“Whereas someone with non-catastrophic injuries has access to up to $100,000 limit on accident benefits that was scaled to $50,000 and now the definition of catastrophic is being narrowed and a lot of persons with serious injuries won’t be able to meet that definition and will be capped at $50,000.”


Capulong’s firm was involved in the case of Aviva Canada Inc. v Pastore in which Anna Pastore suffered a several ankle injury in a car accident and also sustained serious psychological impairments, including a recognized pain disorder.


And in December 2011 the Ontario Court of Appeal restored clarity on when catastrophic impairment should be considered for accident victims stating psychological and physical should be combined for the determination. The case involved Robert Kusnierz who suffered serious physical injuries in a 2001 car accident, including a below-knee amputation. He also suffered from psychological problems including depression. The Court of Appeal found the judge at Kusnierz’ 2010 trial against his insurance company, The Economical Mutual Insurance Co., erred when he concluded that Kusnierz’ psychological impairments should not be combined with his physical impairments, and that Kusnierz had therefore not sustained a catastrophic impairment.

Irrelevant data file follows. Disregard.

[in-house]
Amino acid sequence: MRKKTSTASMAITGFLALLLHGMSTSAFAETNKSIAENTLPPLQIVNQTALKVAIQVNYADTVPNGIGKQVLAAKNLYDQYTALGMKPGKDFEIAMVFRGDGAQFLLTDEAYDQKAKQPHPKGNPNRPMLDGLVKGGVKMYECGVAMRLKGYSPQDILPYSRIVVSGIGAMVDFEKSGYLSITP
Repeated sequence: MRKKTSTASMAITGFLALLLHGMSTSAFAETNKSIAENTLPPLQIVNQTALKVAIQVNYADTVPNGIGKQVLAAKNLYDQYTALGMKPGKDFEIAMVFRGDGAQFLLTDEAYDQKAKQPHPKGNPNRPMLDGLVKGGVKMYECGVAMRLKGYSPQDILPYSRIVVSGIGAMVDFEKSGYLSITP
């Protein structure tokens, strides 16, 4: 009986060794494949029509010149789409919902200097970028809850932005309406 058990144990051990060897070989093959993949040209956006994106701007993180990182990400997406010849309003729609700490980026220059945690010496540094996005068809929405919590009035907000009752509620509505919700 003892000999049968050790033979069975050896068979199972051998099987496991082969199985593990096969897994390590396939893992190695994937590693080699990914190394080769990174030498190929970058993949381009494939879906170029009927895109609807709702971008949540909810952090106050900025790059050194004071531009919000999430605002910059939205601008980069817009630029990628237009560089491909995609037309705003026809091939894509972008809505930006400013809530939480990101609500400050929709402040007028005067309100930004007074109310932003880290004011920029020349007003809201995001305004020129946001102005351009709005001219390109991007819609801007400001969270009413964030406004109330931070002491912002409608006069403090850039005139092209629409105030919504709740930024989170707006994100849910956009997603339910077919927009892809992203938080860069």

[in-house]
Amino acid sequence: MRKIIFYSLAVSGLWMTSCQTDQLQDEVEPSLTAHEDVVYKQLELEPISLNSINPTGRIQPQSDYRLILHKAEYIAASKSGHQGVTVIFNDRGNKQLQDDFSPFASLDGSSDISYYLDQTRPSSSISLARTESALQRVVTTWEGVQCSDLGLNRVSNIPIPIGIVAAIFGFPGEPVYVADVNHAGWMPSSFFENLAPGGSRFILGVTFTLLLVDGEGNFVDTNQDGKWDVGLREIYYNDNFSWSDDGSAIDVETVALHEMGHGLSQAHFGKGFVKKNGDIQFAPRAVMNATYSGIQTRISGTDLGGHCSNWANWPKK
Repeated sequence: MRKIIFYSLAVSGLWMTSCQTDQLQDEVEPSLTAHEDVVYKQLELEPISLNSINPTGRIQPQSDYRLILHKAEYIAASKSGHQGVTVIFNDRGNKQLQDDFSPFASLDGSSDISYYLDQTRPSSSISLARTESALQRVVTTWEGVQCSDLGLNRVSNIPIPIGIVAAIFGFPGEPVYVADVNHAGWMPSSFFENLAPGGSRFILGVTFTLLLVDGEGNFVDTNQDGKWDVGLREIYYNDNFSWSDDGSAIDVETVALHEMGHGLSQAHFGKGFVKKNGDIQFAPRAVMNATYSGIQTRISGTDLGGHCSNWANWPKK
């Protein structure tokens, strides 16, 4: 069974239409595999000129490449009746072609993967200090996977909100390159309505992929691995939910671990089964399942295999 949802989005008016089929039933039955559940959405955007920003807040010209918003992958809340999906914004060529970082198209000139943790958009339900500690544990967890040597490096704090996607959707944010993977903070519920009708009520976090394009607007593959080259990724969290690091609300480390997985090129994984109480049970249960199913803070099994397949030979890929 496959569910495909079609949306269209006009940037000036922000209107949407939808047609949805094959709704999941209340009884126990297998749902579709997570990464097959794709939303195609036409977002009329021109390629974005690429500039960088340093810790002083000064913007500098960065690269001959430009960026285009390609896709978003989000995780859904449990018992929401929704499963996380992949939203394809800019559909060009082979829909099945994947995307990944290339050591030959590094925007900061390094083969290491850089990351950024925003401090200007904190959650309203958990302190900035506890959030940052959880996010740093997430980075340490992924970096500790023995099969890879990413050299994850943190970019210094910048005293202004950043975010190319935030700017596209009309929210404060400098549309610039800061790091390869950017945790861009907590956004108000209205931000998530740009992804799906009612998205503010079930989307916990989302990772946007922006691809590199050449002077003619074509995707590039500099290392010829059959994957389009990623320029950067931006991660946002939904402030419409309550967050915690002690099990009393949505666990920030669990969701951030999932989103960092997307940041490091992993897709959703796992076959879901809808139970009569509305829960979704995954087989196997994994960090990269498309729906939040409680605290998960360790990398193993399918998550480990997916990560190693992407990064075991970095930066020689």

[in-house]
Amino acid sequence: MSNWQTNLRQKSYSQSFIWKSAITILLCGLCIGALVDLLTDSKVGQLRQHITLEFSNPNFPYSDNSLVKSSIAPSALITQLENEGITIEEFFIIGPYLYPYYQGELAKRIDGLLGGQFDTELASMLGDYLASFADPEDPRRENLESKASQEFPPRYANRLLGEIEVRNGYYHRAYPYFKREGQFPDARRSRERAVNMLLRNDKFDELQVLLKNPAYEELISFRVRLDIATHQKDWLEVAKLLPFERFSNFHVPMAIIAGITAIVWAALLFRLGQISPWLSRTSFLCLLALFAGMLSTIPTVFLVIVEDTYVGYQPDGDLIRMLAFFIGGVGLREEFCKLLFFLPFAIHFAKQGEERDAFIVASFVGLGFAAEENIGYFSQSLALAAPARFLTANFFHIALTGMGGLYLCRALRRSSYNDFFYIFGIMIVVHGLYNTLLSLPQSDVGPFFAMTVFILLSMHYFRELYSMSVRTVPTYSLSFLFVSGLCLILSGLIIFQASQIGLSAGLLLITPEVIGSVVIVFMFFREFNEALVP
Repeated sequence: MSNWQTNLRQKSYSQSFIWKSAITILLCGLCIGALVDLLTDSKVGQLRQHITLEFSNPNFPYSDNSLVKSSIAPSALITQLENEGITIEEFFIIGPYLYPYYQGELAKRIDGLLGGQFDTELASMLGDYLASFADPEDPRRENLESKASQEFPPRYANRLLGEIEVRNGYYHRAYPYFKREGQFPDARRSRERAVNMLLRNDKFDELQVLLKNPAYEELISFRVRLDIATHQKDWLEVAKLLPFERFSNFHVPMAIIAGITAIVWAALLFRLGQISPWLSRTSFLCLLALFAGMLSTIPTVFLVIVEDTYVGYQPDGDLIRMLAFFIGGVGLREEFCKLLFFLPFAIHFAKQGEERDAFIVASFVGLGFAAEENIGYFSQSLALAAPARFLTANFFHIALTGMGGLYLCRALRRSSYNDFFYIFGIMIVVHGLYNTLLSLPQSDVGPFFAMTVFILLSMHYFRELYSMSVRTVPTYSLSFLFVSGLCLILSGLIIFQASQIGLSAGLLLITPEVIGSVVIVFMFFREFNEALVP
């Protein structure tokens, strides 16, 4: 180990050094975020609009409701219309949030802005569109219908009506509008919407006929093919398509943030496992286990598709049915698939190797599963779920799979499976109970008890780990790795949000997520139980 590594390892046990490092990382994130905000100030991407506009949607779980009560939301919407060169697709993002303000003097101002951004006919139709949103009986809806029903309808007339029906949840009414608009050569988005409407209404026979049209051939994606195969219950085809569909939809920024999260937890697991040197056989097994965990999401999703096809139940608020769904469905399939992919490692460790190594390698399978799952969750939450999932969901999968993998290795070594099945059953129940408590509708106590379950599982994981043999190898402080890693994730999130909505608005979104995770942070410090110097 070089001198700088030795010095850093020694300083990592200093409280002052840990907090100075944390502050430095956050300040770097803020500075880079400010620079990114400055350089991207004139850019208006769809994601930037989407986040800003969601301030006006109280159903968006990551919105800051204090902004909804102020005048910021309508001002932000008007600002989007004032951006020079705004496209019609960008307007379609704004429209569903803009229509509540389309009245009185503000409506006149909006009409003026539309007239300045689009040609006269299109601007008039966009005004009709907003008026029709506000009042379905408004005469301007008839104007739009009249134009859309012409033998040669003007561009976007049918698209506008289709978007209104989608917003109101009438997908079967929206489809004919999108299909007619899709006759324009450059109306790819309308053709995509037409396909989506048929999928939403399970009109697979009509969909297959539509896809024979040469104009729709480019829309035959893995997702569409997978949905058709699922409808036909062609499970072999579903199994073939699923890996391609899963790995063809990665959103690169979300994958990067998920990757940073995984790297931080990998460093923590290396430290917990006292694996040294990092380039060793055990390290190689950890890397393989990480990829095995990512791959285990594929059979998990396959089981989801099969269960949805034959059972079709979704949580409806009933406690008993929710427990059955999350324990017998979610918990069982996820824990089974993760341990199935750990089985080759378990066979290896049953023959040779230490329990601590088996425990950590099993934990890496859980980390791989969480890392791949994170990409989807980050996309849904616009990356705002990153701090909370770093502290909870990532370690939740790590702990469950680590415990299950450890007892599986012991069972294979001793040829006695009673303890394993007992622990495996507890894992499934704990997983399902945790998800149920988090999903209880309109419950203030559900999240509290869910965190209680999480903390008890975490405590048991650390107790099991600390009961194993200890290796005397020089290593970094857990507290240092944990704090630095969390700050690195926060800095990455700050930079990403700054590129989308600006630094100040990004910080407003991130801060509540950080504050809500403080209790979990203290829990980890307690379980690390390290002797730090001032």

Currently, accident victims who are deemed to have suffered a catastrophic injury are eligible for basic medical and rehabilitation benefits of up to $1 million. But if the province accepts the recommendations of an expert panel being tabled today (read report here), the catastrophic injury threshold will be raised significantly.


This will result in far fewer accident victims qualifying for catastrophic injury benefits. Those denied under the proposed new rules will instead be eligible for a maximum of $50,000 in basic benefits.